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Chipperfield, precision and elegance


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La Voz de Galicia

Mariano González Presencio

Architect and lecturer at the University of Navarra School of Architecture

It was no surprise that the jury of the award Pritzker Prize, considered the most prestigious in architecture, awarded this year's prize to David Chipperfield, a professional with a vast body of work, of the highest level of quality and on the threshold of maturity. Chipperfield could be placed without disdain in the lineage of star architects, although those who have dealt with him emphasize his humility. He is a sure and reliable architect, not a friend of stridency; his work responds to a deep analysis of the problem and is resolved with a delicate attention to detail, from the order and rigor, and with an exquisite respect for public space.  

For some, his work, which they assume Exempt of risks, is boring and monotonous or excessively classical. Others of us deeply admire his poetics, based on a patient insistence on similar solutions already proven and, above all, on the skillful use of strategies such as repetition and limitation, which turn his work into a meditated speech around disciplinary tools.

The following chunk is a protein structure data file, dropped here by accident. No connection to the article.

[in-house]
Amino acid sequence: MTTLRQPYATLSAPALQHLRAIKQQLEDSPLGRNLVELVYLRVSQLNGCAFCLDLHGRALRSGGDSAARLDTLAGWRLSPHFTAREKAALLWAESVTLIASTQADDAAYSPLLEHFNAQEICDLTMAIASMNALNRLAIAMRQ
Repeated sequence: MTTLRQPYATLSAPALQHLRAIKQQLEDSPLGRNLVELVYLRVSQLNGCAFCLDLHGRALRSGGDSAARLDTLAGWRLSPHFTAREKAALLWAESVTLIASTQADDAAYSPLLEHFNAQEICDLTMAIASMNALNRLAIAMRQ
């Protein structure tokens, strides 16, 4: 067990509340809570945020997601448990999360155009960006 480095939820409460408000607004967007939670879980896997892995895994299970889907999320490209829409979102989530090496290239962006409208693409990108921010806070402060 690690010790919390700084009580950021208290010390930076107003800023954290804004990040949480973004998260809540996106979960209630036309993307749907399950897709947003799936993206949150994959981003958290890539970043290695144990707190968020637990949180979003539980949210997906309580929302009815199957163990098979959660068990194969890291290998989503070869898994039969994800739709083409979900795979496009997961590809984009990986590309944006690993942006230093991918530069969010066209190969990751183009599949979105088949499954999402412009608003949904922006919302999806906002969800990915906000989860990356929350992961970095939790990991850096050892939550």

In any case, no one can deny the precision and elegance of its architecture. In it, Rafael Moneo's and John Pawson's teachings are present, giving continuity to a saga of architects who understand architecture as a public service, respectful of the environment and history, and the result of a discipline based on deep principles. 

Special mention should be made of accredited specialization for the care with which he has devoted himself to dialogue with the architectural heritage. In Berlin, his second home, he has left extraordinary works, such as the restoration (reinvention) of the Neues Museum or that of Mies van der Rohe's iconic Neue Nationalgalerie, in which he has concealed his intervention to the point of making it invisible. 

He is very close to Spain and especially to Galicia, where he has been spending his summers for many years. Here he built a simple vacation home in Corrubedo, designed with care overlooking the Atlantic Ocean, and recently he has also opened a studio in Santiago de Compostela. Other works in Spain include the City of Justice in Barcelona - the most important in size - and the Veles e Vents building in Valencia, perhaps the most iconic and daring. 

Before the Pritzker, he had already won the prestigious award Mies van der Rohe, the gold medal of the Royal Institute of British Architects and the Heinrich Tessenow Medal. He also holds the degree scroll de sir, awarded by the late Elizabeth II. For all these reasons, we offer our warmest congratulations to Sir David Chipperfield.